Sevan Matossian (04:53):

Wow. But not as an experiment, but at a out of just sort of an assess crunch time.

Trevor Kashey (04:57):

Yeah. Yeah. Just like I had a lot of things to grade. I had a lot of experiments to run. I had just done America’s strongest man record breakers things. So I could put training to the side and I just had a big pile of stimulants and I guess the opposite of muscled my way through <laugh> until, uh, I got those things completed. I, I exaggerate was six weeks, probably closer to three. I actually met my now wife during that phase. She

Sevan Matossian (05:26):

<laugh>.

Trevor Kashey (05:27):

Wow.

Sevan Matossian (05:27):

I, I, you were sleeping on a park bench and she was, she was the pigeon,

Trevor Kashey (05:31):

Something like that. Yes. I, I re actually she remembers meeting me and I hardly remember meeting her at all. So it turns into a really silly story that she ends up telling, cuz like she got me on 40 plus hours of zero sleep. <laugh>

Sevan Matossian (05:47):

She, she, she saw the, the wounded gazelle and the

Trevor Kashey (05:51):

Attack Hawaiian shirt just full on Bush beard. Yeah.

Sevan Matossian (05:56):

Those of you who don’t subscribe to Dr. Trevor cashey on YouTube are missing out. Here’s why he puts out a video. He puts out content nearly every day. It’s super duper, easy to consume. And it’s valuable in two ways. He transmits information, but we live in an era where, um, people don’t know how to think logically they don’t understand, uh, things like, um, Correl correlation besides versus fact, or they don’t know how to do proper, uh, risk assessment or they don’t understand. They don’t put things in, in and relativity or contextualize. And one of the thing, if you go through any of these videos, they’ll hit you on all these different levels. So you may not care on whether smoking really does cause cancer or not. But in his, one of his videos, he may slip in there that 1% of all the people in the world, and I’m just making this up.

Sevan Matossian (06:55):

I don’t know if I have the numbers exactly right. Get lung cancer. And yet it’s 2% of all the people who smoke, who get lung cancer. And so all of a sudden there, you’re getting a lesson on relativity and, and, and things that are contextualized. And if you listen very carefully, you’ll hear him, um, explore the difference between absolute statistics and relative statistics or relative numbers. And so people think the doctors would tell you, well, then you have a hundred percent more chance of getting cancer if you smoke, but that’s only relative to that 1% and they never tell you that shit. And those are the types of things that, um, Greg Glassman, the founder of CrossFit would talk about ad nauseam and, and they’re so easy. Could you pull up his YouTube page? Uh, Mr. Beaver? Um, it is, this is such a great website. How, how are you doing this by the way? You, there’s no way you’re editing these, right?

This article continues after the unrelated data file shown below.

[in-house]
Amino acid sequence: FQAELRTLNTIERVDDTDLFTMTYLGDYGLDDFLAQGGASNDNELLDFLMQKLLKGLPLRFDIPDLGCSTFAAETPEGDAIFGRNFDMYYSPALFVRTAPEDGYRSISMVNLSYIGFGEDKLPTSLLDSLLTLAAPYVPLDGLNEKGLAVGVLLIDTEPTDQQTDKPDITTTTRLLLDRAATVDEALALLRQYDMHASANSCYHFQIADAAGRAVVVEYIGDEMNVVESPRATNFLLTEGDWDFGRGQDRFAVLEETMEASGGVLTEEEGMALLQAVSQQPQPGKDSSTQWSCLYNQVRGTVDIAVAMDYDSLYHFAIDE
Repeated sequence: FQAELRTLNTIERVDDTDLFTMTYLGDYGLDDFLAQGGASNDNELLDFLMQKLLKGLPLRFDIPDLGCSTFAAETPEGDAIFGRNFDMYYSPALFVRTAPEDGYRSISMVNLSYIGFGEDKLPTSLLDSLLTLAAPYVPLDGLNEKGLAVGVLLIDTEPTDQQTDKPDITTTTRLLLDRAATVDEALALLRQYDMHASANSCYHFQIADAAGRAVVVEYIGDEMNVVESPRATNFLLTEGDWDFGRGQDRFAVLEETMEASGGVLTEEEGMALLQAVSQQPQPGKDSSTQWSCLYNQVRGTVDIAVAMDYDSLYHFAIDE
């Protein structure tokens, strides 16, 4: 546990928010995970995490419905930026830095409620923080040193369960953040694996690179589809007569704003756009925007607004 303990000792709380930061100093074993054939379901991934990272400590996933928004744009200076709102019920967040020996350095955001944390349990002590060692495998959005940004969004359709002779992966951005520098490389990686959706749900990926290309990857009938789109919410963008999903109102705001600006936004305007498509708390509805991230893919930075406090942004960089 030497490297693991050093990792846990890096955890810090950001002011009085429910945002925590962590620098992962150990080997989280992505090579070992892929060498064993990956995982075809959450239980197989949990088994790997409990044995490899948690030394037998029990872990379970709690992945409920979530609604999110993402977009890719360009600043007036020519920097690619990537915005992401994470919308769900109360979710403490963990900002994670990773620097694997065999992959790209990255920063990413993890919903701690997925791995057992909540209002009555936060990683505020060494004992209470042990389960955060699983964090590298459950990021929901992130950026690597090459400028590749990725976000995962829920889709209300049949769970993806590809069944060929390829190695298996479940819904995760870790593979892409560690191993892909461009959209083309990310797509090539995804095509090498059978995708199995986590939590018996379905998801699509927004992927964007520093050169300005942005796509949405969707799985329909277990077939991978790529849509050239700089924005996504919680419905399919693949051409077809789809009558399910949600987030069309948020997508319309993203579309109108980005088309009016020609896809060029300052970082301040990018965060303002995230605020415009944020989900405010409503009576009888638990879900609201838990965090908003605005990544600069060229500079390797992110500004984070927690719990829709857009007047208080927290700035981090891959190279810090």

Trevor Kashey (07:43):

No, no. In the last few weeks, uh, I started working with Warren Scott Simpson at graffiti media and he has turned into a tremendous help with helping Coate and give ideas and edit and put up and, and overall manage the channel that just started, you know, a couple of weeks ago in earnest. In any case,

Sevan Matossian (08:04):

Uh, Warren Scott Simpson. He has three names. No.

Trevor Kashey (08:06):

So one, one Scott Simpson, sorry, graffiti media.

Sevan Matossian (08:12):

Um, it is, uh, and, and does he, when he makes these videos, does he tell you ahead of time? Hey, um, does he find a VI like, like the lady with her giant boobs pushed up, does he say, does he also say, Hey, can you talk about this? Does he, does he come up with ideas on that level? Or does he, you say, Hey, I’m gonna address the, what this lady’s saying, and then you edit it, make it cool.

Trevor Kashey (08:34):

Excellent question. So in, in the early days of our tenure, which I still exist in <laugh>, um, I, I lean on him and his team heavily for creative ideas as far as like, where do I narrow the scope of the content I make? Because I, I, I have some deficiencies there to, as far as like, what do I make a video on? What matters more? And his team really does a, does a, does a very good job at determining like this sort of video makes the most sense at this time, given the sort of stuff you talk about. So he gives a general direction on where to go. And then, uh, he gives me constraints and then I try and work within those constraints to maintain, maintain some level of creativity. And then we, we maintain some tension. As you know, I have such, you know, amateurish sort of skills right now.

Trevor Kashey (09:27):

I lean on him a little more for the creative part. Although over as time goes on, uh, he will have looser and looser constraints and I, I will give myself more and more autonomy as far as what to, what to make the content on. And in the context of like the, the boobs pushed up video, I got a generic recommendation and then a TikTok user on my team actually scours, TikTok and says, Hey, why don’t you look at this? So that turned into a full blown team effort, those sorts of those sorts of videos, where I do commentary on, on other people, giving advice, et cetera, uh, graffiti will give the suggestion of, Hey, make some comments on other people, giving advice. And then a person like a TikTok user on our team will then scour, TikTok and find a, a large group of videos for me to respond to. And some of them essentially make the cut.

Sevan Matossian (10:18):